Love, lust, rejection, lies – your eyes reveal all

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Amid the post-wedding glow of Prince Harry and Meghan Markle, we ponder the importance of our eyes to determine a walk down the aisle – or otherwise.

There are a myriad of apps, television shows, websites and all sorts of ways for people to meet, hook up and date these days. But no matter how smart the technology, there is nothing like meeting someone in person and using your senses – and particularly your eyes – to determine if there is a connection or not.

The look of love has been the subject of numerous studies – with results more or less saying the same thing: your eyes play an important role in attraction, consideration and then acceptance or rejection of a potential partner.

If you are single, consider your own reaction when meeting someone new. Do you look in their eyes, avert your gaze or look obviously towards their body? All this eye manoeuvring can expose different things about how you feel towards that person becoming a prospective mate.

Our eyes are capable of responding to 1.5 million simultaneous messages so that they’ll subconsciously spot when someone starts looking at us and they will start ‘taking notes’.

Evidence reveals that men and women look at each other differently – particularly when they meet for the first time.

Author of In the name of love, Dr Aaron Ben-Ze’ev said in his Psychology Today blog that women tend to look at men’s eyes, whereas men initially look at women’s bodies.

He says that eyes are important components to our physical appearance while large eyes are perceived to be more honest.

A study conducted by Dr Daniel Gill found that, when looking at a female face, men attached the most importance to the whole female face followed by the eyes while women rated the eyes as the most important feature on a male’s face.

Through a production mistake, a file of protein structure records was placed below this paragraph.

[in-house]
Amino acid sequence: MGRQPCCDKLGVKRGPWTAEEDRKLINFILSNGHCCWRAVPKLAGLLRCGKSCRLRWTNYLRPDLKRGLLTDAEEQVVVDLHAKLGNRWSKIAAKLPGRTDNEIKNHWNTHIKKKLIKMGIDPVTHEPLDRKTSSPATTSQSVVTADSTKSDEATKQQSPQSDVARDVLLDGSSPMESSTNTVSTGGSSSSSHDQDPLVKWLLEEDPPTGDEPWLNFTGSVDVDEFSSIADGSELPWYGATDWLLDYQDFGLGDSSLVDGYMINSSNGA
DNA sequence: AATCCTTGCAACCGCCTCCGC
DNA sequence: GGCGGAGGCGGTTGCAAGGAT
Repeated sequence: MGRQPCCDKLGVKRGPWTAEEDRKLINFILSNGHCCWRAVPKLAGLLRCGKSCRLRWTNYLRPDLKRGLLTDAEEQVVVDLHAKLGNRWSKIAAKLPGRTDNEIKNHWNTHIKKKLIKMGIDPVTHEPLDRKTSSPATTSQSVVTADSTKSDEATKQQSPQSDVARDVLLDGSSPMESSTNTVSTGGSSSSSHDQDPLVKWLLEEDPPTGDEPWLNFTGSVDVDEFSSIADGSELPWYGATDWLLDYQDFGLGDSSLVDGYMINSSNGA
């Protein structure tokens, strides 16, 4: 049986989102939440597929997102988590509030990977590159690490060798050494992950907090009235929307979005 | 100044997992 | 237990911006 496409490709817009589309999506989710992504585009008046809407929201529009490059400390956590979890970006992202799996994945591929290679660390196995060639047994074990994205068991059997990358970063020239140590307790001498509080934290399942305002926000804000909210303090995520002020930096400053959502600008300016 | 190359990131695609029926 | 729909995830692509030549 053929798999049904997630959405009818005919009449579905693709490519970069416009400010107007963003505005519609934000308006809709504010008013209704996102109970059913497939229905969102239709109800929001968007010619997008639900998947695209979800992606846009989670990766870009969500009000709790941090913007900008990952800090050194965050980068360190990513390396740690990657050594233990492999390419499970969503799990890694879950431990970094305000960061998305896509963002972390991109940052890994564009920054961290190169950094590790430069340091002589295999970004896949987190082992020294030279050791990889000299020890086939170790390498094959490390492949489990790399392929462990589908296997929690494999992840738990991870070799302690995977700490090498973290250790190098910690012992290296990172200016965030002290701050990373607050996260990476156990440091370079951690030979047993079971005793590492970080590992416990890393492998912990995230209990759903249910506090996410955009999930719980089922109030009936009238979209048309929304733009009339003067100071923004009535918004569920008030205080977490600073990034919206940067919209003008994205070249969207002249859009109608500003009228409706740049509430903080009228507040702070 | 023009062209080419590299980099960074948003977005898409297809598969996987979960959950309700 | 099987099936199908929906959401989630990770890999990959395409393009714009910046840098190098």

Another, 2014 study found that eye movements could reveal whether a person was in lust or in love. According to this research, when you meet someone, if you concentrate on their face, you are seeing a potential romantic partner but if your gaze keeps falling to the body, then the attraction is more sexual.

The study’s lead author Stephanie Cacioppo said that, “Although little is known about the science of love at first sight or how people fall in love, these patterns of response provide the first clues regarding how automatic attentional processes, such as eye gaze, may differentiate feelings of love from feelings of desire towards strangers.

And while eyes may provide the window to the soul of love, they also provide another important mechanism, which is where we reject advances.

Dr Ben-Ze’ev says that gaze aversion is typical of the situation in which we shun intimacy. He cites that in a similar way to an animal that may respond aggressively or take flight when they are stared at, humans will avert their eyes to stave off an intrusive advance.

If however, you are engaged in a great conversation with lots of eye contact, watch the eyes for signs of some stretched truths. Eyes darting around, glancing to the left, rapid blinking and lengthy eye closes are all signs that the information being imparted may not be 100 per cent correct.

Regardless of what the signs around you are, if you’re struggling to see them at all, it might be time to see your optometrist!

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